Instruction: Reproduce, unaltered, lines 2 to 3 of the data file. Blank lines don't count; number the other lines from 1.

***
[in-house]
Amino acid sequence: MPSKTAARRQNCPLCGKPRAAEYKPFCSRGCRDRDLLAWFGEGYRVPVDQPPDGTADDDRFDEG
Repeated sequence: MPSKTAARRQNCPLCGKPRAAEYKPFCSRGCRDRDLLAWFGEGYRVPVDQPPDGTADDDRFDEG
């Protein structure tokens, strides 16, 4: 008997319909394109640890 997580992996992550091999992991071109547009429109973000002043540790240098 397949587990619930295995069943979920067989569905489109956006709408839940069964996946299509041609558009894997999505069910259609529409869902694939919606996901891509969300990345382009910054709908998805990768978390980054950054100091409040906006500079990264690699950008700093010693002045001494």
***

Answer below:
Amino acid sequence: MPSKTAARRQNCPLCGKPRAAEYKPFCSRGCRDRDLLAWFGEGYRVPVDQPPDGTADDDRFDEG
Repeated sequence: MPSKTAARRQNCPLCGKPRAAEYKPFCSRGCRDRDLLAWFGEGYRVPVDQPPDGTADDDRFDEG